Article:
May 30, 2018
“We’re here to acknowledge the marriage of technology and the power of reading,” said Ms. Kulula Manona from South Africa’s Department of Basic Education, kicking off a three-day workshop in Pretoria where early 100 policymakers, funders, implementers, researchers, and youth gathered to determine how technology could help improve early grade reading outcomes on the continent.
The workshop was hosted by All Children Reading: A Grand Challenge for Development (ACR GCD), the Global Book Alliance and Mobiles for
Education Alliance in partnership with the Pearson Institute of Higher Education-Pretoria Campus. The event showcased EdTech innovations to better deliver reading materials to students, offer instructional support to teachers, and engage families and communities. Participants also shared lessons learned, collectively addressed challenges, and discussed how to equip policymakers to make decisions on the use of EdTech.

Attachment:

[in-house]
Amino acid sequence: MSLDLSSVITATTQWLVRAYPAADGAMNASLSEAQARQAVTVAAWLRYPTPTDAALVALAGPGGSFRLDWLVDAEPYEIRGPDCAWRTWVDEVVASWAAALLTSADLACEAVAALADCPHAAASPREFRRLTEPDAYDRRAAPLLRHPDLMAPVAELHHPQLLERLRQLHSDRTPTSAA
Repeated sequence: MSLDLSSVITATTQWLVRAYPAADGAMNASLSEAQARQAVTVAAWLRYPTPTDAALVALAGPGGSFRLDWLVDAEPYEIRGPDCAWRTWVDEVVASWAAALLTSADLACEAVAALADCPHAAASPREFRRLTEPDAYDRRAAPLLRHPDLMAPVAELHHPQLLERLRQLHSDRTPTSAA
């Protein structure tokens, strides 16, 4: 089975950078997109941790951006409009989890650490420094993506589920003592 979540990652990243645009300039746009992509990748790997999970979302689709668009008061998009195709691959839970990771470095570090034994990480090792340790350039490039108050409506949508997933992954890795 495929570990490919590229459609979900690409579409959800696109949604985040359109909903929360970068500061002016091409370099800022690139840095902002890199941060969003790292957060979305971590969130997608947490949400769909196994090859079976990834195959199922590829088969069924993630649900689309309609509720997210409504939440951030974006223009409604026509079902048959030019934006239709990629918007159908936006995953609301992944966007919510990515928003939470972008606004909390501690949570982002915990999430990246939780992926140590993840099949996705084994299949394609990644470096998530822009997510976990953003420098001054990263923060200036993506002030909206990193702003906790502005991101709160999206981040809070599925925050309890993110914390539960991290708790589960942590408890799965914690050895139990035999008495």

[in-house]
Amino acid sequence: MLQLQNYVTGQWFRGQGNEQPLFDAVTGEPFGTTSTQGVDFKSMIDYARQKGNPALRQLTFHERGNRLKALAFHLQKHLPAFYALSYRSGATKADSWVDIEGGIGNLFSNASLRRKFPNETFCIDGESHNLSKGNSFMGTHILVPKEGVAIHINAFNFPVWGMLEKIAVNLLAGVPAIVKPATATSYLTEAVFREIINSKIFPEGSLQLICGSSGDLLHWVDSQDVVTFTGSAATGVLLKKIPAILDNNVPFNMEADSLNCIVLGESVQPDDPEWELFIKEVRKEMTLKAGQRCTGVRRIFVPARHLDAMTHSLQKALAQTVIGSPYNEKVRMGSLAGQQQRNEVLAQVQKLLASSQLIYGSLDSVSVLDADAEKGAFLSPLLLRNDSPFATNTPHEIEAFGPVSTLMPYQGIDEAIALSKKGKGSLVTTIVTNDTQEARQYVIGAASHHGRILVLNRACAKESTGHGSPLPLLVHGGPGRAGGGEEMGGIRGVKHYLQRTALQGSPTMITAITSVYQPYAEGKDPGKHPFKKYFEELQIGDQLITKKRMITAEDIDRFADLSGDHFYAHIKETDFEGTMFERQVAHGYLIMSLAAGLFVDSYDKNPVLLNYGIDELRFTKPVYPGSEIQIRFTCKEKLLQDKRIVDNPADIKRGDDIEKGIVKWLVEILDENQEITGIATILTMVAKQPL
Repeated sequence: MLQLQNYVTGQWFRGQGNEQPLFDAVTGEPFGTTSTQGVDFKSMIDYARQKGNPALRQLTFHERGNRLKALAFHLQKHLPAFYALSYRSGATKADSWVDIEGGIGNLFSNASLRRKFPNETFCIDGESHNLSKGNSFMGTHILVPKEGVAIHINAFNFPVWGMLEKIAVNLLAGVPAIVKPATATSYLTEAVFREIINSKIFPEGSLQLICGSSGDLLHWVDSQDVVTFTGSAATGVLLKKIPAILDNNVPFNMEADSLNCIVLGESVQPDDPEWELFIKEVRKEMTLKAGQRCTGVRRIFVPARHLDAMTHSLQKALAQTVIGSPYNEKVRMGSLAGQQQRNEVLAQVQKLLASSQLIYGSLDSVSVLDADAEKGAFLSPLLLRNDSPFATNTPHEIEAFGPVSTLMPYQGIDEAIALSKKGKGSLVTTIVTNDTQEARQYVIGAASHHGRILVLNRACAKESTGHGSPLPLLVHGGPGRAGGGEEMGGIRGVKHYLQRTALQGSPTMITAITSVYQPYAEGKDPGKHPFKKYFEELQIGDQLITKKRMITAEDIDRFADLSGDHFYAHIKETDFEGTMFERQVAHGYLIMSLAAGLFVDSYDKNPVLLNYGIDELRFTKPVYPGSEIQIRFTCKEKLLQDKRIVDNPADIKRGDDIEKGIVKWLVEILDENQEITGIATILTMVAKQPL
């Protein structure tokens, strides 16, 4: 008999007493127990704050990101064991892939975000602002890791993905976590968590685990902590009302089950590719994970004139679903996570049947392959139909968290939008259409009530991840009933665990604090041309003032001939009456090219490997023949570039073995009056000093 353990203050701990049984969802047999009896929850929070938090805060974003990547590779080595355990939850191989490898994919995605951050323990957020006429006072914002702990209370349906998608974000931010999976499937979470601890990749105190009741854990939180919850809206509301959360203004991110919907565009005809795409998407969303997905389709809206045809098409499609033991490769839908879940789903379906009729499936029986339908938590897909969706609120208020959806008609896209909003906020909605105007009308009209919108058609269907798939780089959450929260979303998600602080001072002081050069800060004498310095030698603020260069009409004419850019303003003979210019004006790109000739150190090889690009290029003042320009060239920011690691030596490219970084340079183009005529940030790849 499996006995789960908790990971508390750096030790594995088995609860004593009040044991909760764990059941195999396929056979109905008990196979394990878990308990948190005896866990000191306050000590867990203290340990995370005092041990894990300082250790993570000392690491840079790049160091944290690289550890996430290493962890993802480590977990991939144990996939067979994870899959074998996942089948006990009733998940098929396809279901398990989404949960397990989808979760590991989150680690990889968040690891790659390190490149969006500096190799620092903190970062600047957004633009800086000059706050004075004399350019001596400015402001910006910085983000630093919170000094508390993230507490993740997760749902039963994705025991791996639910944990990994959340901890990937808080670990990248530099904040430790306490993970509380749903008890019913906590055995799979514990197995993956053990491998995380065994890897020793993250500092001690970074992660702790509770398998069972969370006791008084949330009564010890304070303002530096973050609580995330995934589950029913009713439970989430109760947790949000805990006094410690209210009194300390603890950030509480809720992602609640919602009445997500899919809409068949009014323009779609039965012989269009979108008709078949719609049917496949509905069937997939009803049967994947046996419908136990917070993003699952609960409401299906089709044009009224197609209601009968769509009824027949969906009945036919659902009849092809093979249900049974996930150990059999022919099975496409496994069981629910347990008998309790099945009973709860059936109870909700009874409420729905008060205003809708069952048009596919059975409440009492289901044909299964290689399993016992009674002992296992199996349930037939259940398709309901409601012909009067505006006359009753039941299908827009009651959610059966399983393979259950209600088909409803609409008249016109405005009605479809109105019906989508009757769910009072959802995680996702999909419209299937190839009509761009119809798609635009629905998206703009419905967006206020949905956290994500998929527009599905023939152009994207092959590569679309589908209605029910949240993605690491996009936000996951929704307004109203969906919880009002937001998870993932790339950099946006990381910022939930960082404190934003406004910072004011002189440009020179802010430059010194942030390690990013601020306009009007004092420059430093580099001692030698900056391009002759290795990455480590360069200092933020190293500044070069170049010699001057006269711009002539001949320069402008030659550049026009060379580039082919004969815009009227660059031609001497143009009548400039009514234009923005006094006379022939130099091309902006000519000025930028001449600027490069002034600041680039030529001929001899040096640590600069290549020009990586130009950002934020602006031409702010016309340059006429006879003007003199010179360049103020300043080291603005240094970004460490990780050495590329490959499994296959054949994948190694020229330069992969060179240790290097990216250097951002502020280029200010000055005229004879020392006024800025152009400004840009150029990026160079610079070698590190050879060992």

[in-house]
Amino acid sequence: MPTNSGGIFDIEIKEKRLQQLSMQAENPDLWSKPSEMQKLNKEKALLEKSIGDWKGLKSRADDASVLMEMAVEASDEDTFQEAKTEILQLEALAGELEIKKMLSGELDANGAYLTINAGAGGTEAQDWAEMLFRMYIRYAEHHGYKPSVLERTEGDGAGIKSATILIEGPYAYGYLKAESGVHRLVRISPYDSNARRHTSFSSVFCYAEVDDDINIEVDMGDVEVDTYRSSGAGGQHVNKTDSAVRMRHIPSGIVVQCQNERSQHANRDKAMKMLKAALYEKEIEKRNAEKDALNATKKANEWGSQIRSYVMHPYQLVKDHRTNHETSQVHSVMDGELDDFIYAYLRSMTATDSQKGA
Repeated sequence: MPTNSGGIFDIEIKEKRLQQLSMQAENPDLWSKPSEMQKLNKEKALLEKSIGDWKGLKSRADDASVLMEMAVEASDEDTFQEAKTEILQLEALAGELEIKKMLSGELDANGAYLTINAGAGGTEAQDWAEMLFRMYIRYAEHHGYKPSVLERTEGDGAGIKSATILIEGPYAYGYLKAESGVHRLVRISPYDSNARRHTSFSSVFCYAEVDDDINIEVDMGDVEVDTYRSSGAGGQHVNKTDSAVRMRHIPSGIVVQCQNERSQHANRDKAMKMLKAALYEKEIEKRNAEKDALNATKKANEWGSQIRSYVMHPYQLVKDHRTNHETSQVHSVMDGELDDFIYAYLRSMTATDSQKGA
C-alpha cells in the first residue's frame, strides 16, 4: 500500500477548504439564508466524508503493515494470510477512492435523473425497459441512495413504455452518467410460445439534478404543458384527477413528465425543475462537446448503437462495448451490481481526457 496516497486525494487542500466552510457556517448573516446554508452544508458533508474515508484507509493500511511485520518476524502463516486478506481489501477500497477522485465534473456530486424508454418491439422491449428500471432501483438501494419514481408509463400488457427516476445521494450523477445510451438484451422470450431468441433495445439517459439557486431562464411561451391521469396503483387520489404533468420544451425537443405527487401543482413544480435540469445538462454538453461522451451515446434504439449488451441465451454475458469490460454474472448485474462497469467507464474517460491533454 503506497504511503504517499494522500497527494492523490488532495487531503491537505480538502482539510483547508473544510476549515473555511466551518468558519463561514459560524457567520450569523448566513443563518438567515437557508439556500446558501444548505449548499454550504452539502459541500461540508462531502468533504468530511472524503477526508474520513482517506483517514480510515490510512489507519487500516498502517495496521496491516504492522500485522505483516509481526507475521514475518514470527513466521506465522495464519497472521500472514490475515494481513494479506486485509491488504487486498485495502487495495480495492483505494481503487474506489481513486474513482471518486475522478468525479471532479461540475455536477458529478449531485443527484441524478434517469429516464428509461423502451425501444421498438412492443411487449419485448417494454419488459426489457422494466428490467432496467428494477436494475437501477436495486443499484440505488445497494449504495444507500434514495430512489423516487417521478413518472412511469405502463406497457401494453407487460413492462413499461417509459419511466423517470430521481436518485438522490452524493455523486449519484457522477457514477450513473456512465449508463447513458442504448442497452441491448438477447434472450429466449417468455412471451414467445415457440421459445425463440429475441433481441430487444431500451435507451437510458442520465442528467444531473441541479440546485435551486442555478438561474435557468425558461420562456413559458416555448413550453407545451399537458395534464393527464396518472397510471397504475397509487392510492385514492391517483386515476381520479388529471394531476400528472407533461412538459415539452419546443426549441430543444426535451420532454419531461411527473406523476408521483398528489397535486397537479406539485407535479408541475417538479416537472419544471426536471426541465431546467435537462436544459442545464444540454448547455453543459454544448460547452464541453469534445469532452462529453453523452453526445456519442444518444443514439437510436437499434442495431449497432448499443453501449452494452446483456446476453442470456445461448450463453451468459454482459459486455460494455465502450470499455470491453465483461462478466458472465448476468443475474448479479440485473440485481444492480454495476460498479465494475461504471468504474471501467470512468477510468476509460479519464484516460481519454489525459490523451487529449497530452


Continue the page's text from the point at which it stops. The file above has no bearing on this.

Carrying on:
Three key takeaways emerged from the workshop:
1. EdTech decision-makers need to know what works and at what cost as well as the chance to trial technology before investing.
USAID’s Sandy Ojikutu reminded participants that “For every year of a child’s education, their income as an adult increases by about 10 percent.” But while the value of education is clear, the associated cost needs to be addressed. While integrating technology can drive the cost down and improve access to reading materials, decision-makers often weigh these benefits against real-life challenges of integration, potentially increasing disparity and the practicality of providing access to every student. Participants also acknowledged the tension between embracing technology and knowing it changes every day and that making the wrong decision on which technology to integrate into the classroom can be a very costly mistake, particularly in low-resource contexts. The vocalization of these inhibitors revealed the need for greater investment in cost-benefit analysis.